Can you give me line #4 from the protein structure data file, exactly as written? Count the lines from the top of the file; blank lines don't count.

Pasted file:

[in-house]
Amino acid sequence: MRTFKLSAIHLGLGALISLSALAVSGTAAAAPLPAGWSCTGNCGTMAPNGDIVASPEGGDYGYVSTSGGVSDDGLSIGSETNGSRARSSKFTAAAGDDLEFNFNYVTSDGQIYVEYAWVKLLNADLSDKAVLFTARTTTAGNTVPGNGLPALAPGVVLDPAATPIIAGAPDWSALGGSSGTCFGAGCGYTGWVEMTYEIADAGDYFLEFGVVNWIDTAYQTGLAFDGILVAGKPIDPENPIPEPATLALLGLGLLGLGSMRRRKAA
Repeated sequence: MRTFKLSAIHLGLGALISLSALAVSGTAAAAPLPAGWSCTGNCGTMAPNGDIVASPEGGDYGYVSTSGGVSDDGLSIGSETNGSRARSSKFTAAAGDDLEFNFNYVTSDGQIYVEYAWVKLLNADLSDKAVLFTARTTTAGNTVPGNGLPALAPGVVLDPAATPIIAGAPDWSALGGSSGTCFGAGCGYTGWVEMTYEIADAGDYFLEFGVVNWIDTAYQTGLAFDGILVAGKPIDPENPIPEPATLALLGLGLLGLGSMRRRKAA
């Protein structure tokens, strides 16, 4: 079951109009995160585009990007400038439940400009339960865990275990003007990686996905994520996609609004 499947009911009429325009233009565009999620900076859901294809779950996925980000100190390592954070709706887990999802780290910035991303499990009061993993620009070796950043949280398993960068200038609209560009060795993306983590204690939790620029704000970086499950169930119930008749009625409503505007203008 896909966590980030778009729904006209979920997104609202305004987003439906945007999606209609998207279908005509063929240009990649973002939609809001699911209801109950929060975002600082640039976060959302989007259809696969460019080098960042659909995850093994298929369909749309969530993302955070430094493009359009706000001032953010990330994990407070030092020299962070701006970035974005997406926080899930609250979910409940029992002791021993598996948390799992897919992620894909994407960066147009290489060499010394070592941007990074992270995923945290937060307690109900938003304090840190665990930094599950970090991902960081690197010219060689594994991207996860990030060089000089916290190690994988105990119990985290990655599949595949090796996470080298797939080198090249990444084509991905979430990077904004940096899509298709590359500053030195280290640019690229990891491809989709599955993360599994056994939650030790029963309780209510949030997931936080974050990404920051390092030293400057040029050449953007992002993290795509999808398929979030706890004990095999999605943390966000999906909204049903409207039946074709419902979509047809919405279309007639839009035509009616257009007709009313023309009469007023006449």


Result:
């Protein structure tokens, strides 16, 4: 079951109009995160585009990007400038439940400009339960865990275990003007990686996905994520996609609004 499947009911009429325009233009565009999620900076859901294809779950996925980000100190390592954070709706887990999802780290910035991303499990009061993993620009070796950043949280398993960068200038609209560009060795993306983590204690939790620029704000970086499950169930119930008749009625409503505007203008 896909966590980030778009729904006209979920997104609202305004987003439906945007999606209609998207279908005509063929240009990649973002939609809001699911209801109950929060975002600082640039976060959302989007259809696969460019080098960042659909995850093994298929369909749309969530993302955070430094493009359009706000001032953010990330994990407070030092020299962070701006970035974005997406926080899930609250979910409940029992002791021993598996948390799992897919992620894909994407960066147009290489060499010394070592941007990074992270995923945290937060307690109900938003304090840190665990930094599950970090991902960081690197010219060689594994991207996860990030060089000089916290190690994988105990119990985290990655599949595949090796996470080298797939080198090249990444084509991905979430990077904004940096899509298709590359500053030195280290640019690229990891491809989709599955993360599994056994939650030790029963309780209510949030997931936080974050990404920051390092030293400057040029050449953007992002993290795509999808398929979030706890004990095999999605943390966000999906909204049903409207039946074709419902979509047809919405279309007639839009035509009616257009007709009313023309009469007023006449």